The Top 60 schools and students who participated in the Second Round of the 2009 Standard Bank/Computer Society of South Africa Computer Olympiad were announced in Cape Town today, together with the names of the learners who have been invited to take part in the Final Round.
A total of 33,119 students from 410 schools entered for the First Round of the Computer Olympiad in April. Of these 2,776 students from 183 schools were chosen by their schools to participate in the Second Round. The top 14 students from the Second Round will participate in the Final Round on 27 and 28 September at the University of Cape Town.
Peter Waker, Manager of the Standard Bank/CSSA Computer Olympiad, is delighted with the results. “Many schools are using the First Round of the Computer Olympiad as an aptitude test to see if learners should consider a career in IT. It is encouraging to see the number of First Round entries every year. It proves that there is an increasing interest in ICT as a career among learners.”
A great attraction is the additional R100 000 in prize money made available by Mark Shuttleworth for participants using Python. Python is the Open Source programming language used by Mark to write the computer software that made him a billionaire. Unlike commercial programming languages, Python is available free of charge. (www.python.org)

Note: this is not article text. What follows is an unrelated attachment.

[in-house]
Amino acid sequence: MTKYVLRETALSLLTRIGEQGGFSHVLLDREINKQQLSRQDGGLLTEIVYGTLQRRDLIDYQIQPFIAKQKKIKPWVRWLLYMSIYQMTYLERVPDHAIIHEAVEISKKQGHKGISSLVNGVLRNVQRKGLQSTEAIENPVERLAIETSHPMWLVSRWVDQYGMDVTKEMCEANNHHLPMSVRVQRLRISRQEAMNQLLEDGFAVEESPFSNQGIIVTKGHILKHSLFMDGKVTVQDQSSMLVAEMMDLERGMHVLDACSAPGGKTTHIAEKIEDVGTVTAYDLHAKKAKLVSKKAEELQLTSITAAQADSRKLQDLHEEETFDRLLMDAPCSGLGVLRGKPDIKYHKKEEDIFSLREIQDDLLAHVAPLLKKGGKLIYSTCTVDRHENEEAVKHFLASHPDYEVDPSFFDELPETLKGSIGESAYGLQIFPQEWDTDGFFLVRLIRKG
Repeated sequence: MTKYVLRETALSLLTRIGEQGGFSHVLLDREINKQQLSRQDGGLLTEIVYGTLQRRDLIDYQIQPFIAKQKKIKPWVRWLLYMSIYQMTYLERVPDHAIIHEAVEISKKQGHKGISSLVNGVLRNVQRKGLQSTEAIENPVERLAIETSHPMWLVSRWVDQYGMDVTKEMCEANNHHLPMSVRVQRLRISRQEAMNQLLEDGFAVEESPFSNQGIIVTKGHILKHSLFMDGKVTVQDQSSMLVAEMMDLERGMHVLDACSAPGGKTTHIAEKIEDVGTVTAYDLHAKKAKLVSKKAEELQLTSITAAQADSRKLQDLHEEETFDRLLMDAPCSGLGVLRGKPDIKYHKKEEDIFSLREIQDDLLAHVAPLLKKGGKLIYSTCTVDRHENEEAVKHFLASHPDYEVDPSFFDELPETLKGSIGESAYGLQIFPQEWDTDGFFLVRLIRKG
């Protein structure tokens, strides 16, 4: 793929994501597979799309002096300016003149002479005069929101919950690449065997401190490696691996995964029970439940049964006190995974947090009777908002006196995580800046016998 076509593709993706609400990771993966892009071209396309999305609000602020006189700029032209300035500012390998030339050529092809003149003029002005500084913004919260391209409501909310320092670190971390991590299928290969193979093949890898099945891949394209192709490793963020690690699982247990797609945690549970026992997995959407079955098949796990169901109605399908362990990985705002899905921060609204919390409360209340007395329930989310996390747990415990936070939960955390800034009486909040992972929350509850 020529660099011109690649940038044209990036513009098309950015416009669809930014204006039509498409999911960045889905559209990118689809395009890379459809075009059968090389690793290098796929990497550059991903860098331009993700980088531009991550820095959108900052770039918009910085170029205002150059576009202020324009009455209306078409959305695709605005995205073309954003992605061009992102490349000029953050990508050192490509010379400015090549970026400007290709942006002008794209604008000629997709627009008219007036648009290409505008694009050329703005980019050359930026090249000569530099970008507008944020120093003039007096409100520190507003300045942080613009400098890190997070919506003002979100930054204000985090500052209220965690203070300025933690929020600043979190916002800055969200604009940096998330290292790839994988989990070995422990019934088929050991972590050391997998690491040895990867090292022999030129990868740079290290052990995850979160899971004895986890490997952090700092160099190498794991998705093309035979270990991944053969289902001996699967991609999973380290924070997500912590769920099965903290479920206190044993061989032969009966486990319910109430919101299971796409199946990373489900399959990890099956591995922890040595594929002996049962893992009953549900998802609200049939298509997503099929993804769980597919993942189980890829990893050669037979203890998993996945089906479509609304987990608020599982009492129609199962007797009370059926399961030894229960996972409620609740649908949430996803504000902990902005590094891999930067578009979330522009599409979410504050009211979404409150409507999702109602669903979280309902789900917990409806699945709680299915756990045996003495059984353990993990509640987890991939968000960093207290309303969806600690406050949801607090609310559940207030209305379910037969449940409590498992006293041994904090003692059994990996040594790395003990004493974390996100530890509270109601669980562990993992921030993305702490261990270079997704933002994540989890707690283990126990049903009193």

Marco Gallotta, a leading member of the Scientific Committee which set the questions, added: “The questions in the Second Round were very challenging, and the average learner did not score very high. To our surprise a small group of learners succeeded in scoring close to full marks.”
A large number of younger participants have made their way to the Final Round for 2009. Bennie Swart from Bellville High and Kieren Davies from the International School in Hout Bay are in grade 11. Charl du Plessis of Stellenberg High, Vaughan Newton of Bridgehouse and Sean Wentzel of Westerford are in grade 10, and Robert Spencer, also of Westerford, is only in grade 9. The last is the intellectual equivalent of playing in the first under 19 team while still 14 years old.
Asked about future trends, Peter Waker answered: “While it is encouraging that the number of First Round entries is so high, it is also a concern that the number of entries in the Second Round is dropping. This is a result of fewer and fewer schools offering Computer Programming courses – mostly as a result of a chronic shortage of teachers to offer the subject. Many schools are switching to a new subject “Computer Application Technology” (CAT) which teaches the use of common applications such as word processors, spreadsheets, etc. The eventual result of this will be that students will enter or avoid a tertiary programming course without having any idea what programming is, whether they like it or are suited to it. Some students who should have pursued a career in ICT will not do so; some who should have avoided ICT will waste a year on a course which does not interest them. Some-how an introduction to programming should be included in another subject or at least in the new subject “Computer Application Technology”.